RAA aircraft are on a register held by RAAus. They are not on the Australian Register of Aircraft and thus, at law, they are not registered.

 

Regional airlines operate out of many airports that are used by RAA aircraft. Have a look at the ATSB occurrence register to see the occasional interactions

 

I doubt that this claim can be substantiated. Did you know that SA has never had a High Court Judge? Maybe SA's legal fraternity are not thought of highly enough.

 

I hope I am not around to see this piece of bureaucratic legal thinking prove wrong in a significant case. Remember when CASA approves documents it assumes liability to some extent.

 

We're in a time warp distance with the above. You're talking about the prescriptive era.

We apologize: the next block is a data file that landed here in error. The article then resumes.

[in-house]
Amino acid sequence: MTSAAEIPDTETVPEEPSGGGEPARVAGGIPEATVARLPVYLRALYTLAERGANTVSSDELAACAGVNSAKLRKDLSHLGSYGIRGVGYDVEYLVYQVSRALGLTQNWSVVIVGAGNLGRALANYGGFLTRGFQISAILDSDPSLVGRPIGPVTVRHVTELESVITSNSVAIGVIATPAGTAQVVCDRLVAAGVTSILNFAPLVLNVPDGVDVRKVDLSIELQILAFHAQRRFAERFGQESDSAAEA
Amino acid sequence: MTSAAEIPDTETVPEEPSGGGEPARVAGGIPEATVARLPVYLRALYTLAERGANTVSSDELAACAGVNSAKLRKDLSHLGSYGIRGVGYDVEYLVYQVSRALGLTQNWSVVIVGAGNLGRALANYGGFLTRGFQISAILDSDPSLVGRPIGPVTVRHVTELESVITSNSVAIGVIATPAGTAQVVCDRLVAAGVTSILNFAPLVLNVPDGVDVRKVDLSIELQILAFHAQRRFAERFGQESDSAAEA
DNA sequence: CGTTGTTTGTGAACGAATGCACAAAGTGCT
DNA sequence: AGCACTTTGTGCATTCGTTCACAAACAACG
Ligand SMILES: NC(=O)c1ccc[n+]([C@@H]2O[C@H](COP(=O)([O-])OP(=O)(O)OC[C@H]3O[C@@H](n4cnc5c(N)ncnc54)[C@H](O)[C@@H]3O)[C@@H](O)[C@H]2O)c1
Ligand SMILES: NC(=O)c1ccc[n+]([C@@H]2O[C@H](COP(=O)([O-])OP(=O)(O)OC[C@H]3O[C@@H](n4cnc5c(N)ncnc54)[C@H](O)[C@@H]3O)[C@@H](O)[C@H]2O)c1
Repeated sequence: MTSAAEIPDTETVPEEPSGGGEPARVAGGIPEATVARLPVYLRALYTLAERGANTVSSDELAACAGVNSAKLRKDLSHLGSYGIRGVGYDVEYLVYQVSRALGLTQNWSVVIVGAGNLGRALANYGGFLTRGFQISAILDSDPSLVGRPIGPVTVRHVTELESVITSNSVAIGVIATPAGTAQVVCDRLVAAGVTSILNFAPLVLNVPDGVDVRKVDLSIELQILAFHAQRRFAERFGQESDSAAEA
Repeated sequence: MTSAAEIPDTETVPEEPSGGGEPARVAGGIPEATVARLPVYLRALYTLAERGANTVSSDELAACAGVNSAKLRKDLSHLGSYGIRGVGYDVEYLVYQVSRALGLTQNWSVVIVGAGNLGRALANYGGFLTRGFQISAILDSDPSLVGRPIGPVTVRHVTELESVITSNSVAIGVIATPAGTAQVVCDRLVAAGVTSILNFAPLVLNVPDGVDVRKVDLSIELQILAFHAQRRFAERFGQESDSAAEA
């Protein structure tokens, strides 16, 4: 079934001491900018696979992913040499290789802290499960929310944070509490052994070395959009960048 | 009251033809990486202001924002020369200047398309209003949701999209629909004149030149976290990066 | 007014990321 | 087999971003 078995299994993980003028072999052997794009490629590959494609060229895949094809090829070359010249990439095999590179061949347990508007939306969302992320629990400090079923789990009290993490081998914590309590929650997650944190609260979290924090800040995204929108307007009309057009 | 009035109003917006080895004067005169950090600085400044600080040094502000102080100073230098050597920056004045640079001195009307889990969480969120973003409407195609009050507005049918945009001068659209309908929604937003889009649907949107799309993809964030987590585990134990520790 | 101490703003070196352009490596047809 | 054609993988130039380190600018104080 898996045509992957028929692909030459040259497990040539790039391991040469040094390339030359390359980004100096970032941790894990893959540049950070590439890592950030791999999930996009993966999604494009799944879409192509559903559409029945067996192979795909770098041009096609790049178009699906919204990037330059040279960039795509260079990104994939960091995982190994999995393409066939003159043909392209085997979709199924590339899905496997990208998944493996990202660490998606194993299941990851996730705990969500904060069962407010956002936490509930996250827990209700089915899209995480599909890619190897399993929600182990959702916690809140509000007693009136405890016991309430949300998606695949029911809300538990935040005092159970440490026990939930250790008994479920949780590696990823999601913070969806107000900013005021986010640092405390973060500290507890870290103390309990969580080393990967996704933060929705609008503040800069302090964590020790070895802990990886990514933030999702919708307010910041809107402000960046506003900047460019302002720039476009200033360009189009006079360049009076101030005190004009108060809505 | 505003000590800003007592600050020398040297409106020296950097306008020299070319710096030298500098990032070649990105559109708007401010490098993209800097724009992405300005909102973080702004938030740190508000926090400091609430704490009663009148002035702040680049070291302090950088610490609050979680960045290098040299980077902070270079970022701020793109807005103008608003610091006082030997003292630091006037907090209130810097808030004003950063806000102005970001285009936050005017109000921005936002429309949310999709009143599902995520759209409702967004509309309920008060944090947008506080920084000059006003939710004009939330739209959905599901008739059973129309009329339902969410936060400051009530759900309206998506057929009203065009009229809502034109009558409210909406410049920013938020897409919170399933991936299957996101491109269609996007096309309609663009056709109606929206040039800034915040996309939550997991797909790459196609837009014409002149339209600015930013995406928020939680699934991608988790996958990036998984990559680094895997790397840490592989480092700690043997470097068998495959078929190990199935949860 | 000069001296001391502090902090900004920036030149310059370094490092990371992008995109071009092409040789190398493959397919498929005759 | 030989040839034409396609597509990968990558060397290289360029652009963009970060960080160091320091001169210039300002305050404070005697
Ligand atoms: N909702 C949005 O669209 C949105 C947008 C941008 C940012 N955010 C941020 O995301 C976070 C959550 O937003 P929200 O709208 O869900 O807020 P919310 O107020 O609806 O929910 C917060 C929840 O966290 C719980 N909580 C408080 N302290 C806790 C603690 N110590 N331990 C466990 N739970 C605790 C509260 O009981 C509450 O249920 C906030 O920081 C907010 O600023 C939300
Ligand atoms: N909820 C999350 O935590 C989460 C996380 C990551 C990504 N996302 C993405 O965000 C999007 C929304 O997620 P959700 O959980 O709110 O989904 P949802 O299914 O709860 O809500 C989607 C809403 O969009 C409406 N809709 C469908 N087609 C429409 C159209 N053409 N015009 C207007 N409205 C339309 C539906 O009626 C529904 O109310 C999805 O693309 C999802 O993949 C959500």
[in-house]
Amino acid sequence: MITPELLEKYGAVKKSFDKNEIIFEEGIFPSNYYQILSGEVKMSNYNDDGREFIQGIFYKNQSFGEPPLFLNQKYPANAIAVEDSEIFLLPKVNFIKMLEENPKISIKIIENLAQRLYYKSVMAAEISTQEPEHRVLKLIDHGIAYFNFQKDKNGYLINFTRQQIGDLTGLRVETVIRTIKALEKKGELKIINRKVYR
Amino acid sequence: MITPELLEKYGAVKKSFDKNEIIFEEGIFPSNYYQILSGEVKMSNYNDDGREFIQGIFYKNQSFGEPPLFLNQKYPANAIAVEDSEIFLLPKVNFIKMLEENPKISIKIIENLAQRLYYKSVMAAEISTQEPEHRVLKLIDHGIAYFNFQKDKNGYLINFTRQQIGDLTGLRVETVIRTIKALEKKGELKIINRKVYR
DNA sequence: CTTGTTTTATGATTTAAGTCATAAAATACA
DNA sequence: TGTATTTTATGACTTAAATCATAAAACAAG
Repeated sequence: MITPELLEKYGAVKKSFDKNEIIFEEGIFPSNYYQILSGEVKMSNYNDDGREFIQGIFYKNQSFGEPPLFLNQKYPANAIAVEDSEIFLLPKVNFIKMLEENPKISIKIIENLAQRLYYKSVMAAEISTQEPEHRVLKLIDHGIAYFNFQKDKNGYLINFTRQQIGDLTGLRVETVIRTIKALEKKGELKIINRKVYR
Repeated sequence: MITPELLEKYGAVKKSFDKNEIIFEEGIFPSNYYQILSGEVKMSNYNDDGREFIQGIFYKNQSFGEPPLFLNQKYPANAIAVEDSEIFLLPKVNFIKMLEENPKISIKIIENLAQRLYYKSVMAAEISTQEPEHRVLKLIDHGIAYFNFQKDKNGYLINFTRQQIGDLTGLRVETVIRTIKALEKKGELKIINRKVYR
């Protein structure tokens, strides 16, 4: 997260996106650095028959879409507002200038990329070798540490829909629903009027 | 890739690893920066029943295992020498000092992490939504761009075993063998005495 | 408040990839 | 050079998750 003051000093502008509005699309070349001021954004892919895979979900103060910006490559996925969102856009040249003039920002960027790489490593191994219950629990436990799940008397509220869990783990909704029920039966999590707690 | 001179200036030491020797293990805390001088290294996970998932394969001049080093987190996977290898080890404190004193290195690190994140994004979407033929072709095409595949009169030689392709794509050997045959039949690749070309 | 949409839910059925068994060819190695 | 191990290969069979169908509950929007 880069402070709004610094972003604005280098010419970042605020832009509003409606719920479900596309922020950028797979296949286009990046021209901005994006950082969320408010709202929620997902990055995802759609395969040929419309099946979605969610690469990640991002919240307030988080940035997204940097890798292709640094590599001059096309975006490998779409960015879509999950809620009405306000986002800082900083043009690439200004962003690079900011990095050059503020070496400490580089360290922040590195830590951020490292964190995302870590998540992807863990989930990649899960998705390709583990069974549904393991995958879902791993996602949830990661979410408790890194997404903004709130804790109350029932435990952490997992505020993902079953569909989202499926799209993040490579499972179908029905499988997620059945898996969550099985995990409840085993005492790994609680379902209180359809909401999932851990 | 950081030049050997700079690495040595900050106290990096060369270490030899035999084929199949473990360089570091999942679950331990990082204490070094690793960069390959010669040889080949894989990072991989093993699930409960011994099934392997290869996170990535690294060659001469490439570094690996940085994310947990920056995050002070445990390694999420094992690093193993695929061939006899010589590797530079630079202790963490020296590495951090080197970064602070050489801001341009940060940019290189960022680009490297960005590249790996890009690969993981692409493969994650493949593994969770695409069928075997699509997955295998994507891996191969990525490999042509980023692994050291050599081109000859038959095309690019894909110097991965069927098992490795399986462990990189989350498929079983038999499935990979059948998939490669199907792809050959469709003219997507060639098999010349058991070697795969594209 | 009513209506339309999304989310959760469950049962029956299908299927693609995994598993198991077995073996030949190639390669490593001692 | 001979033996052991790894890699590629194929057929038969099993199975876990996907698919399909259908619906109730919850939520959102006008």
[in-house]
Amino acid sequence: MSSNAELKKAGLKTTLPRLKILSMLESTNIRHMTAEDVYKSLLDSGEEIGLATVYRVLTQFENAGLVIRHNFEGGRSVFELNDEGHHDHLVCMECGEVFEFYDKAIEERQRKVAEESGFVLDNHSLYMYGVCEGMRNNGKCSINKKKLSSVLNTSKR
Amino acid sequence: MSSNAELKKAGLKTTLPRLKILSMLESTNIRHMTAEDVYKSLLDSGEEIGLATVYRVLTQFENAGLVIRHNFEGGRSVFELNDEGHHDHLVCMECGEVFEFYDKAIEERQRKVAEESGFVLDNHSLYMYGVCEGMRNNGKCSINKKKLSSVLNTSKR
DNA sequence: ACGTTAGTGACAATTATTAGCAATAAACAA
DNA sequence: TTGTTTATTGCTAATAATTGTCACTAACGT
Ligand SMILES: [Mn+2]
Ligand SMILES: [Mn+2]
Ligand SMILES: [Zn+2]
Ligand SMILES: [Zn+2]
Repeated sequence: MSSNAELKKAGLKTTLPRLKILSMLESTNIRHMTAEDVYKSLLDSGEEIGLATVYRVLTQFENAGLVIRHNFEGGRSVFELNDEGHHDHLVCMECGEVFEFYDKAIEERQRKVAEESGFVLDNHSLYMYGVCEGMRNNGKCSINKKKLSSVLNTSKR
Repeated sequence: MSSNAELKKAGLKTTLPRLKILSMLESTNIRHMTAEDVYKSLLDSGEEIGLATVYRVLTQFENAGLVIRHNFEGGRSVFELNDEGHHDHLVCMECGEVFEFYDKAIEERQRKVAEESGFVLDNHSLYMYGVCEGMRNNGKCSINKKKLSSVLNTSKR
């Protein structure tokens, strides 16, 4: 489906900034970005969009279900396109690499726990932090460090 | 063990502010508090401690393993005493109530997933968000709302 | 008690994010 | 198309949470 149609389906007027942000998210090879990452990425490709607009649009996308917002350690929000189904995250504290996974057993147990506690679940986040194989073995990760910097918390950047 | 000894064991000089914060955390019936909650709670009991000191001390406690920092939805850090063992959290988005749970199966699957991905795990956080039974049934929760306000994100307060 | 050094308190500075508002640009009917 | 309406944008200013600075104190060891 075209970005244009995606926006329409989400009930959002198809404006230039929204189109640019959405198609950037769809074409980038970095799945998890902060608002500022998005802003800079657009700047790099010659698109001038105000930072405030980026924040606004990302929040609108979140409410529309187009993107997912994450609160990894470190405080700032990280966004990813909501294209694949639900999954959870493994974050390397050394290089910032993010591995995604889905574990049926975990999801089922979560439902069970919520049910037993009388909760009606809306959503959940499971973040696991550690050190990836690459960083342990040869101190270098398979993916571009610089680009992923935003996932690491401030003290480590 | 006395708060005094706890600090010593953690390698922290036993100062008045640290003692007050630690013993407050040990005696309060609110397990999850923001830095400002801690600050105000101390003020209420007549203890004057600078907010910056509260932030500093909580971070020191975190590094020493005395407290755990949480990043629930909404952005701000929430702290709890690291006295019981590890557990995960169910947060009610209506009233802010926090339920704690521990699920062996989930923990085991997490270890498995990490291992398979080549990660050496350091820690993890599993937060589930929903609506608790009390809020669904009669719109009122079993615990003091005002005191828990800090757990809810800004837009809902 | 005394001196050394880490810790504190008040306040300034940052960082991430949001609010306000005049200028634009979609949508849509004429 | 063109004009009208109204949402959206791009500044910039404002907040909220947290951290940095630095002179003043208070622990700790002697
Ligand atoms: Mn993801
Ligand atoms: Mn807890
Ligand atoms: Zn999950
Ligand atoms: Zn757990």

GA has Compliance and Enforcement people and most of 600+kg fliers never interact with them.

Correct, and that's the ideal, CASA have also adopted an audit method of management such as ramp checks and that also is better than the old days.

 

As for the claim that risk of collisions of aircraft will be exponentially higher without RAA type organisations, there is simply no basis for the claim.

I said without Compliance and Performance people, not without RAA type organisations.

It's the compliance and performance people who manage the vital ingredient of behaviour and performance.

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We're in a time warp distance with the above. You're talking about the prescriptive era.

Well actually I'm talking about the law. RAA aircraft are deemed to be unregistered.

 

CIVIL AVIATION SAFETY REGULATIONS 1998 - REG 200.025